I see many times, that authors use various name formats for chapters:

  • "***"
  • "Twenty Four"
  • "Chapter 5"
  • "XIX"
  • "Last Resort"
  • "Ad notam" (or something Latin or any foreign, (!not author!) language)

    1. For which reason do I need to use any of these methods of naming? Is there any hidden technique?

      For example, if I want to write a 'thinking' book, I will name chapters with Roman digits (not sure, but as an example).
      If I want to write a 'funny' book, I will name the chapters with 'funny' names.

    2. Can I name my chapters in a different language than I write in?
      Use Latin for chapters and English for the story, for example.

  • as a comment: my concept is a set of short stories, that were included in main story. Commented Feb 1, 2013 at 8:47

2 Answers 2


That's one of artistic liberties the writer is free to take. If you write a scientific paper, you name your chapters, sections, subsections 1, 1.1, 1.1.1 but other than that, you're completely free to choose. Choose whatever you see fit, whatever you feel like it fits your book.

* * * is usually reserved for sections/scenes, a subdivision within a chapter. But then, your book may have no chapters at all, just scenes.

Chapters with meaningful names come at risk of spoilers. Readers often peek into the table of contents (even if to find the chapter where they finished if they don't have a bookmark!) and a too revealing chapter name may be a spoiler, so some authors choose more generic names - or ones more obscure.

OTOH, sometimes the author has a difficult time thinking up titles at all, so they skip the whole bother of naming chapters.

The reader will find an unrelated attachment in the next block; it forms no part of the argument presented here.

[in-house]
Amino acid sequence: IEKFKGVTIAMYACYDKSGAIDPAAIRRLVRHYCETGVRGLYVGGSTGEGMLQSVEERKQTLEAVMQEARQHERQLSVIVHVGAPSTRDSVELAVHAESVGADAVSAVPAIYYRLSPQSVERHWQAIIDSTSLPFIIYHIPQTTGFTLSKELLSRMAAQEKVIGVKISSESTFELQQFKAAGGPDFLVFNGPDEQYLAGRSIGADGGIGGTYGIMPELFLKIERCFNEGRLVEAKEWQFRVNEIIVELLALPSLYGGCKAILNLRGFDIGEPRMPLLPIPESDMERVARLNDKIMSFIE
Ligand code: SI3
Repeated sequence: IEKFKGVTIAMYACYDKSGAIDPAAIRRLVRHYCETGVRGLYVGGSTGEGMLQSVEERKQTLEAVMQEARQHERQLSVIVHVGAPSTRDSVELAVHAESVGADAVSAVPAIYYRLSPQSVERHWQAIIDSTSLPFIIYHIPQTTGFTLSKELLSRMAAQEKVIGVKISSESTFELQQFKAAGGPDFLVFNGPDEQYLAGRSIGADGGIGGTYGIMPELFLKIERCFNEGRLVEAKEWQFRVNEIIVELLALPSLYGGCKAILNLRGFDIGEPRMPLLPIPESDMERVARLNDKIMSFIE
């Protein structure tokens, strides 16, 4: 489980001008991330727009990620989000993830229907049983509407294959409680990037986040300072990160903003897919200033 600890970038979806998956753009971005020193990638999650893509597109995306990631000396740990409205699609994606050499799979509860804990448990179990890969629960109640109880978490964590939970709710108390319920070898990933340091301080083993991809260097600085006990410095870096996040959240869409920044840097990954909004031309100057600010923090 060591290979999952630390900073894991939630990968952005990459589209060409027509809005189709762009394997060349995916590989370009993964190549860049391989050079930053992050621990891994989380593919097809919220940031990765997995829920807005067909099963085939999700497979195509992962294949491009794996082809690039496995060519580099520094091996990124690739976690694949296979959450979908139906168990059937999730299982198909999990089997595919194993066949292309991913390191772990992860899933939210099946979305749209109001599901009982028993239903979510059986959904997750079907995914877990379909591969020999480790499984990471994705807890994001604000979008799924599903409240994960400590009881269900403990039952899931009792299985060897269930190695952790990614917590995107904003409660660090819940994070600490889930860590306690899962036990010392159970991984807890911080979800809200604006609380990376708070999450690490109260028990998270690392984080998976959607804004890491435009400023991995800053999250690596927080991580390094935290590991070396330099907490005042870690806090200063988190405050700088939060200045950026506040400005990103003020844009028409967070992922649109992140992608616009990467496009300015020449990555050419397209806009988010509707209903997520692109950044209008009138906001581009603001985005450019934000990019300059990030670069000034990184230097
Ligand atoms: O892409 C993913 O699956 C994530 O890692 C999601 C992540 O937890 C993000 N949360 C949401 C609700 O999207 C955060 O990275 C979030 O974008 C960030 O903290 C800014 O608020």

But overall, it's artistic freedom and choosing what you feel matches best. Of course roman numerals have a certain weight and elegance to them, fitting a mystery or gothic horror. A fun book for kids may have elaborate names like Chapter 16 or how Agnes learned that broccoli is not the worst of world's evils. A topical non-fiction will have descriptive titles, Chapter 5: Fluid mechanics. But in the end, it's author's hunch and personal preference.

  • 1
    I agree about chapter names having the potential to spoil the chapter itself. I had names on two chapters I had written and it became apparent that "The Incident" took away a little from the story simply telling itself and surprising the reader, so I now just having "Chapter 1" etc. Commented Dec 29, 2015 at 6:32

What purpose do you intend the chapter descriptors to serve for your audience? What is the relationship between the beginning of this new chapter and the end of the last?

If you have simply ended the previous chapter because the editor said it was already too long, then it probably does not matter what you call it. But if there is a real difference between the two (such as a new topic, a distinct point of view, or a jump in time) then your chapter label should alert the reader to that (or perhaps obscure it, if you want the element of surprise).

These labels are one of the tools that you have at your disposal as author. Do not give them up too easily because they can add a real dimension to the work. You have not suggested place names or dates and times (for a story where location in space and/or time is important) or the names of significant characters.

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